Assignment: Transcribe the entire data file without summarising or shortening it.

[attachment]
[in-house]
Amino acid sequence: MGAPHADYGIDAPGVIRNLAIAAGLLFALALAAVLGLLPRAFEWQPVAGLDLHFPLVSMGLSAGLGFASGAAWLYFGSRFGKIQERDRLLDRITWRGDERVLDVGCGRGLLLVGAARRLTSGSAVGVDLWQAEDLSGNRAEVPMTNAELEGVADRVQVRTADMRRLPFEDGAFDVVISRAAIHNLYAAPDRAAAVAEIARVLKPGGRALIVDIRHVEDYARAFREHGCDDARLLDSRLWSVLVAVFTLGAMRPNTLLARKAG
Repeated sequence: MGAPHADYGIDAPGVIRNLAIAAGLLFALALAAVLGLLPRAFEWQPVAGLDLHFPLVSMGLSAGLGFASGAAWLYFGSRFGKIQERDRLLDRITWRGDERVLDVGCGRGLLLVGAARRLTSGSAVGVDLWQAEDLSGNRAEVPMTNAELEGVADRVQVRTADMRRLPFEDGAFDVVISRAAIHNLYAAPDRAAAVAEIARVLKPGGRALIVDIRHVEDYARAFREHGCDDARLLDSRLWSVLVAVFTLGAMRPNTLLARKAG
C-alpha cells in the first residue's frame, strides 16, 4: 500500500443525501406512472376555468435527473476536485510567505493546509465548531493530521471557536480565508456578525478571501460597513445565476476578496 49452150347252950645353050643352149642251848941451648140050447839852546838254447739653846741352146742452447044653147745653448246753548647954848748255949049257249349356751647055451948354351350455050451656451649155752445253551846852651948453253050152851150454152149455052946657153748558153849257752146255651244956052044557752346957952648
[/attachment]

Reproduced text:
[in-house]
Amino acid sequence: MGAPHADYGIDAPGVIRNLAIAAGLLFALALAAVLGLLPRAFEWQPVAGLDLHFPLVSMGLSAGLGFASGAAWLYFGSRFGKIQERDRLLDRITWRGDERVLDVGCGRGLLLVGAARRLTSGSAVGVDLWQAEDLSGNRAEVPMTNAELEGVADRVQVRTADMRRLPFEDGAFDVVISRAAIHNLYAAPDRAAAVAEIARVLKPGGRALIVDIRHVEDYARAFREHGCDDARLLDSRLWSVLVAVFTLGAMRPNTLLARKAG
Repeated sequence: MGAPHADYGIDAPGVIRNLAIAAGLLFALALAAVLGLLPRAFEWQPVAGLDLHFPLVSMGLSAGLGFASGAAWLYFGSRFGKIQERDRLLDRITWRGDERVLDVGCGRGLLLVGAARRLTSGSAVGVDLWQAEDLSGNRAEVPMTNAELEGVADRVQVRTADMRRLPFEDGAFDVVISRAAIHNLYAAPDRAAAVAEIARVLKPGGRALIVDIRHVEDYARAFREHGCDDARLLDSRLWSVLVAVFTLGAMRPNTLLARKAG
C-alpha cells in the first residue's frame, strides 16, 4: 500500500443525501406512472376555468435527473476536485510567505493546509465548531493530521471557536480565508456578525478571501460597513445565476476578496 49452150347252950645353050643352149642251848941451648140050447839852546838254447739653846741352146742452447044653147745653448246753548647954848748255949049257249349356751647055451948354351350455050451656451649155752445253551846852651948453253050152851150454152149455052946657153748558153849257752146255651244956052044557752346957952648